George Eliot wrote in reaction to the dominant ideas of her day—opposing the views that within the historical past lay a panacea for modern Victorian culture and that within the past one could find the best possible moral guide between good and evil. Her views on individualism and society are more modern in perspective and focus on the “here-and-now” rather than the past “glory” of the British Empire. For her, literature was fundamentally tied to her exploration of human nature and the current cultural atmosphere.

As Elizabeth Deeds Ermarth (1985) notes, Eliot focuses on human interactions and cultural understanding. The realm of culture as Eliot conceives it is full of conflicting claims, diverse possibilities, and a bewildering array of evidence that can make it seem a hopeless wilderness to the individual looking for a reliable guide to choice. Because conditions are so diverse, what an individual can do is also diverse. There are alternatives to every choice and to every result, and thus it matters considerably what an individual does. Because people share a common ground in culture, individual action inevitably modifies circumstances in ways that reach far beyond intention with effects that are incalculably diffusive.

In effect, for Eliot, the interaction between the individual and the cultural does provide a sort of give-and-take. The culture affects the individual, but he or she will also affect the culture through the choices that he or she makes throughout life. For example, the “definition” of good and evil can differ from culture to culture and era to era and this precludes a “revelation” about the definition of the terms. What is good for one person is often evil for another; valid ideas can lose influence while tendencies that should be resisted can be mistaken for inevitable laws. If there were a clear right and wrong, based on a single dispensation of human affairs, there would be no need for daring to be wrong. All action could be evaluated according to the law (Ermarth, 1985).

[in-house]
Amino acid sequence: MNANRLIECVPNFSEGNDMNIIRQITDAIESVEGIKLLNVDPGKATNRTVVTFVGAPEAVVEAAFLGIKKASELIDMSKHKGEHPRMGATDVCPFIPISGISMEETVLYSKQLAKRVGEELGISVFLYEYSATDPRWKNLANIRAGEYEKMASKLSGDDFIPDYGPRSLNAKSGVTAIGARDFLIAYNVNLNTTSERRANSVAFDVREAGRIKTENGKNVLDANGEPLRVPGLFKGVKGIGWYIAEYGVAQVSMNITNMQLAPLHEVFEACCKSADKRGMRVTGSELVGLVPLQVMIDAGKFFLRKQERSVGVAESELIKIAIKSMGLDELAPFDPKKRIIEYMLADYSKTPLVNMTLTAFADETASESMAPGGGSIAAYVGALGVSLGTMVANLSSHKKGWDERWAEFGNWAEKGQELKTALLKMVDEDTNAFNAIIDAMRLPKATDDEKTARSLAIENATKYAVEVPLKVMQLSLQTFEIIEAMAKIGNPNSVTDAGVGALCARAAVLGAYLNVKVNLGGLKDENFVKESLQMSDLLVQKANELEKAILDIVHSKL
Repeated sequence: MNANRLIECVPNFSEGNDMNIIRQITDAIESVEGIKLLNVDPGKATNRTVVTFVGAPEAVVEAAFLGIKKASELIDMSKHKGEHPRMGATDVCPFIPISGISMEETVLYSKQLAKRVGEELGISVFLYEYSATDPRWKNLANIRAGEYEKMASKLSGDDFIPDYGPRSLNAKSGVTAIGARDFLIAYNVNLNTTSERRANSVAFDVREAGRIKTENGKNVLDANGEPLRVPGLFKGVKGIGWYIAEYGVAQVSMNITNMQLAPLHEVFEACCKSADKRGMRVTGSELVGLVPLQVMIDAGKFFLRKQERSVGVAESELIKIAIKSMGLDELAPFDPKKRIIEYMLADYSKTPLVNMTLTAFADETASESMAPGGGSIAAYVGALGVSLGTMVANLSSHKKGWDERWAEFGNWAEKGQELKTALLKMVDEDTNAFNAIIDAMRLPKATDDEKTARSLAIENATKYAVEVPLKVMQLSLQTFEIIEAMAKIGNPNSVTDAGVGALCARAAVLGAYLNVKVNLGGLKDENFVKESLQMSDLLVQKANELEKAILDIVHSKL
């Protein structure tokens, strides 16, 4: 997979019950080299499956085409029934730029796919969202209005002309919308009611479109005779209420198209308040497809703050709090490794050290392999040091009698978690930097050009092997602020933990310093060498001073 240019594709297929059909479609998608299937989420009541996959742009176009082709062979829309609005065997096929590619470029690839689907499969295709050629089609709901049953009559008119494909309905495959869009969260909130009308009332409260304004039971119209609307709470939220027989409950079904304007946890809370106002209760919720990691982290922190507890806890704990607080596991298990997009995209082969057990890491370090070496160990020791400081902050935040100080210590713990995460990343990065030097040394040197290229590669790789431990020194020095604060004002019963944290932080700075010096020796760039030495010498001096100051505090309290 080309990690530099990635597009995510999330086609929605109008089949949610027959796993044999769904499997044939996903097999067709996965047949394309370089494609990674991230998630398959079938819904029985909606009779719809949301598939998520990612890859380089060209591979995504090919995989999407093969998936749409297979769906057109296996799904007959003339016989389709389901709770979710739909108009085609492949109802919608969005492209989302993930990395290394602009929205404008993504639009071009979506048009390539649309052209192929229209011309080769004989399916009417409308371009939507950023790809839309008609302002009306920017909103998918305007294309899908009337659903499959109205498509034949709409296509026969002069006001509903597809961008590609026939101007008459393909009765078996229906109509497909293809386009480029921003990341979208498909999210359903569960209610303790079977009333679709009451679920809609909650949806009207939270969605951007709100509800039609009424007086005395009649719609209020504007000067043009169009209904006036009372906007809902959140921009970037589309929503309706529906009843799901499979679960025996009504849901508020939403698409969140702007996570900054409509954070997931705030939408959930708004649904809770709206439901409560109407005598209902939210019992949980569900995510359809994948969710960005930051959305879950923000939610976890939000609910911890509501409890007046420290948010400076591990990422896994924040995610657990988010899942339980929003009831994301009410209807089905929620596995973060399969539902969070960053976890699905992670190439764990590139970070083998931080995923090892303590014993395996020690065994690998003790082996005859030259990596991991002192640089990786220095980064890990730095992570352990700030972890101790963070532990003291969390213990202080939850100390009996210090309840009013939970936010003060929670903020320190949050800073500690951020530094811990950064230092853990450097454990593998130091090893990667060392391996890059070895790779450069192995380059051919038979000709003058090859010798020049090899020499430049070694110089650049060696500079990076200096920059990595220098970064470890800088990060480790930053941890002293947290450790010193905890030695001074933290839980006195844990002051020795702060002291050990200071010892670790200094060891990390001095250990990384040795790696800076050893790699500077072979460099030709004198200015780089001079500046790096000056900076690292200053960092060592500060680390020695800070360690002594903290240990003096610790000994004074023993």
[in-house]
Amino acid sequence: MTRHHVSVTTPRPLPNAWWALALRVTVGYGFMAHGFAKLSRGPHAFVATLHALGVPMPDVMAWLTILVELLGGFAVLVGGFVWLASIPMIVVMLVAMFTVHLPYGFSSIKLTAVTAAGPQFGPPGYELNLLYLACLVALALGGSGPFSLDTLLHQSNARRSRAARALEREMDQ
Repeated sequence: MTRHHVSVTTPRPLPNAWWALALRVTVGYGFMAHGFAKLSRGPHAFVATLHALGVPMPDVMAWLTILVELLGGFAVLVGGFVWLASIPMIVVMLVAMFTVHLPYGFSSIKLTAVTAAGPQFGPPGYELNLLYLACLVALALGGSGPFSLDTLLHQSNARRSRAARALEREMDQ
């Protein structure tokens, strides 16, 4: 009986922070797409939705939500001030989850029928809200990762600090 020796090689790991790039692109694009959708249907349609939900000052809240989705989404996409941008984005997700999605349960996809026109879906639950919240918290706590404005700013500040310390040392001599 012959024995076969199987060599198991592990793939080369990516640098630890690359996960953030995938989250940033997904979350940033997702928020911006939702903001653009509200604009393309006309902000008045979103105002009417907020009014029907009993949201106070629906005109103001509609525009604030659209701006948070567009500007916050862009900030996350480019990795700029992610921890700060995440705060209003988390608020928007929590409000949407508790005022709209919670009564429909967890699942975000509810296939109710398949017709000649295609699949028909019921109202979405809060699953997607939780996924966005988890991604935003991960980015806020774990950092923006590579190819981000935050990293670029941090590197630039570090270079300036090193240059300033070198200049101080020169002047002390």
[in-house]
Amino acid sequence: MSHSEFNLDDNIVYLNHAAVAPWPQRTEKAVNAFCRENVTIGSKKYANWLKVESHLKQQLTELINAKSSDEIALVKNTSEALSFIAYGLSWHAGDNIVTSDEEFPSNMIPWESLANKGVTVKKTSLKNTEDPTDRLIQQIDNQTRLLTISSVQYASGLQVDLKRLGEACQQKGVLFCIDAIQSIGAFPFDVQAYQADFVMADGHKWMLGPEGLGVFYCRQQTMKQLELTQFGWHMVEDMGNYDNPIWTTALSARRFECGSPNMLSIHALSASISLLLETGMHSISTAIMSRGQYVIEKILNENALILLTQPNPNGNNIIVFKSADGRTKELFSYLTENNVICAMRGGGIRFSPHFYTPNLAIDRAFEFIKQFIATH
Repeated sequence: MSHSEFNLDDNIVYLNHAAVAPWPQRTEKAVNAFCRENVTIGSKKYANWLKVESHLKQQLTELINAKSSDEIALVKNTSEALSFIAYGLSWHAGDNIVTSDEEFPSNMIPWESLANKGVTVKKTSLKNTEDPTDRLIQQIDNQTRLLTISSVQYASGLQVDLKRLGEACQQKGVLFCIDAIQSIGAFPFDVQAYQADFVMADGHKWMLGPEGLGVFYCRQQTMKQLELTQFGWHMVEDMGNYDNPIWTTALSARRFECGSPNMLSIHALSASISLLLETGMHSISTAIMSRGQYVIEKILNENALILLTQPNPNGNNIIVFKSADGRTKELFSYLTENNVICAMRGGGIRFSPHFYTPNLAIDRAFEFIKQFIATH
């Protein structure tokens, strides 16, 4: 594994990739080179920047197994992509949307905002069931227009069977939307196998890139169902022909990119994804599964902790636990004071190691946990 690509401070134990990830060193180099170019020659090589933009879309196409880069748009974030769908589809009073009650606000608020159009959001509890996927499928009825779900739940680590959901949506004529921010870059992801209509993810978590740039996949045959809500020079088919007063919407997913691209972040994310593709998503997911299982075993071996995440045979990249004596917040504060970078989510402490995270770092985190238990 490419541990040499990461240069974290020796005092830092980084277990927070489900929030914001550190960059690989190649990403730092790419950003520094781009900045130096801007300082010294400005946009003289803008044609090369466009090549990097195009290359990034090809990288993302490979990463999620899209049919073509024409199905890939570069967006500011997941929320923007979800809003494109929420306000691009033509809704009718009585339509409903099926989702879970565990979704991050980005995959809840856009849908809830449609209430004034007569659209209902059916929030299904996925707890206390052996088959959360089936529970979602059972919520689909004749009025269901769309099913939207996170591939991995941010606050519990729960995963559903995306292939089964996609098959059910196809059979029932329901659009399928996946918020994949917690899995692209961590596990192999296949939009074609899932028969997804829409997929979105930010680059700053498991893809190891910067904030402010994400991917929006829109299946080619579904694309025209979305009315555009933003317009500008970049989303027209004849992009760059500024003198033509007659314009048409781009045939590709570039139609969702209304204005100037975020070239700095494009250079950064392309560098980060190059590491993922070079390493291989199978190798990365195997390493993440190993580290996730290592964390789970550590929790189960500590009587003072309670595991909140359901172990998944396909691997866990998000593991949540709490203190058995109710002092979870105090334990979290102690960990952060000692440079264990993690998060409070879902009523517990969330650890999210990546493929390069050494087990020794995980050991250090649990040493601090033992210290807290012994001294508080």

An example of this dual perspective can be seen in the events surrounding the American Revolution, which occurred just prior to the Victorian Era. The British view of this war differed greatly from that of the colonialists (and future Americans). After the French Military threat to the British North American Colonies ended in 1763, the British government felt that the colonies should pay an increased portion of the costs associated with maintaining troops and services. The colonies lacked elected representation to British Parliament and felt that the increased taxes violated their rights. The taxation, while good for England, was seen as evil in the colonies. These two perspectives eventually clashed on the battlefield.

If the British had won the Revolutionary War, would George Washington still be seen as a hero, or considered a villain? How would other figures, such as Charles Cornwallis, William Howe, or Benedict Arnold, be viewed? To quote an old adage—“history is written by the victors.” It is, as Eliot sees it in her novels, a matter of perspective.